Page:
The first climb
When I woke up on Saturday morning, the ground was white with frost. That’s not what I consider a great start to a day on the bike, but today it worked out better than I had hoped. The week leading up to Circumburke was wet. Maybe not as wet as some of the coastal areas in New England experienced, but we didn’t lack for rain either. The forecast looked something like this:
Wet, with chance of soggy.
Saturday was supposed to be a more of the same, too. Occasionally, the forecasters get it wrong and it turns out to be a good thing. The valley fog burned off and it quickly warmed up through the morning. The sun stayed out pretty much the entire day and it was the warmest Circumburke I’ve seen yet. Late October in the NEK is usually cold and damp (actually, that pretty much applies to any month you pick around here) so the deviation from the norm was appreciated.
The Start under blue skies!
The turnout was great with over 300 pre-registered and close to 400 actually showing up the day of the event. Big crowd. Apparently a lot of people got the message about riding this thing on a fat bike. Unlike last year, where there were only a handful of us on fat bikes, this year there were too many of us for me to really count. I’ll take credit for that with my article last year giving everyone the idea.
I started the ride on time for once. I had no intention of racing in any form, so I was happy to settle in at the back of the long pack, along with several friends. We couldn’t hear much of the pre-ride briefing back there, other than something about crawling under a gate. I still don’t know what that was about.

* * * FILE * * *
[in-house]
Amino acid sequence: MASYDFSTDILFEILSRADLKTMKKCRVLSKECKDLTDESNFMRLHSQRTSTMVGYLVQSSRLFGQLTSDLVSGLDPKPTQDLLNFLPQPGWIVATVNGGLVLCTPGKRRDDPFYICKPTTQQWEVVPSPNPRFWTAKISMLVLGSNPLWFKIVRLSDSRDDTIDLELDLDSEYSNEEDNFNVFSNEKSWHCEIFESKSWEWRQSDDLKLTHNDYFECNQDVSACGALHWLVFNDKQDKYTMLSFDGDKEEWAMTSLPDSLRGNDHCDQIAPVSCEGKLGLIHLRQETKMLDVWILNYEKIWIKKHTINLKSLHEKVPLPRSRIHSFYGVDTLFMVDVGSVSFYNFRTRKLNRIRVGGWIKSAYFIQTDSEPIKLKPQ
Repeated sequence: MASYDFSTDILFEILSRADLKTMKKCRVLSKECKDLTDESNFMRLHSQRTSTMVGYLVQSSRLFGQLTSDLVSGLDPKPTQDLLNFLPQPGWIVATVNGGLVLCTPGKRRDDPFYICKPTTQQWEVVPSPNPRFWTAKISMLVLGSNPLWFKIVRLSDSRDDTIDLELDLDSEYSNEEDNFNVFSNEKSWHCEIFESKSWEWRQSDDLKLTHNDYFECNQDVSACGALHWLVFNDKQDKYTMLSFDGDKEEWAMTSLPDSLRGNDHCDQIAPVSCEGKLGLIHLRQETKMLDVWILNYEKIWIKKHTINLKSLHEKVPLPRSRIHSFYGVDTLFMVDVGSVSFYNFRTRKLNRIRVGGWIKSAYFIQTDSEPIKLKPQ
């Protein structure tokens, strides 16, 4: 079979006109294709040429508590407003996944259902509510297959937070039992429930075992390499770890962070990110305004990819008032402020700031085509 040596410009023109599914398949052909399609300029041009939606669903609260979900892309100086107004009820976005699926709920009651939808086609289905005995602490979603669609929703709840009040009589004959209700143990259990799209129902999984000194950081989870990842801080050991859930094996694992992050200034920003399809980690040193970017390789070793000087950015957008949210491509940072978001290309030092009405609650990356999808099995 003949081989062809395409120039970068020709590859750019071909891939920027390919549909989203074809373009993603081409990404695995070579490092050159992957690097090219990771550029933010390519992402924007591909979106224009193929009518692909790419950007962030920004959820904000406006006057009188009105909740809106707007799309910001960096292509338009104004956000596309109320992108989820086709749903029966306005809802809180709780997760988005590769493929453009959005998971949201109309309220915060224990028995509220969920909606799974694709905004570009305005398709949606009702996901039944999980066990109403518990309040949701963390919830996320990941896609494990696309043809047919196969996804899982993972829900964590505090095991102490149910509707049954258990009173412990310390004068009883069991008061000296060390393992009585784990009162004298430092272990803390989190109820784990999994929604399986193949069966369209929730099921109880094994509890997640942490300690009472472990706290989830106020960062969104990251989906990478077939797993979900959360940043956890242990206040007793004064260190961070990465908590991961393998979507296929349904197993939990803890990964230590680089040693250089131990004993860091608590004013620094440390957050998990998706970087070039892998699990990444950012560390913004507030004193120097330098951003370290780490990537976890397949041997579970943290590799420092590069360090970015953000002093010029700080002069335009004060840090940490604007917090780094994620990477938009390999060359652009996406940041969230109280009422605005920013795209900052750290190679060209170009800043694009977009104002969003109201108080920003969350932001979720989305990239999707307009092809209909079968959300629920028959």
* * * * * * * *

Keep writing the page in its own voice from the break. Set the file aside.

Once we got rolling, the climbing started almost immediately. This progressed from a dirt road, to a driveway, to a jeep road, to crawling our way up even steeper class-4 type roads. There were a LOT of people out on the course and that first climb felt like trying to navigate commuter traffic on a Monday morning. The upside of that long climb is that it really stretched out the riders so that congestion wasn’t much of an issue for the rest of the ride.
The CCC road.
Once we regrouped at the top of the climb where it intersects the CCC road, it was time to strip layers, add air to my tire and then roll out for some more. The long descent down the back side of Burke is always fun, even if it seems much shorter than the climb up. At the bottom, we took the hard left that starts the wilderness riding in Victory.
It wasn’t long after this turn that we came upon the first aid station. They located it at a junction in the woods where the 18 mile runners would take their shortcut and the rest of us would continue to follow the full length of the single-track. It made for a congested stopping point. Again, most of the guys in my group managed to reconvene here for a short rest and snack.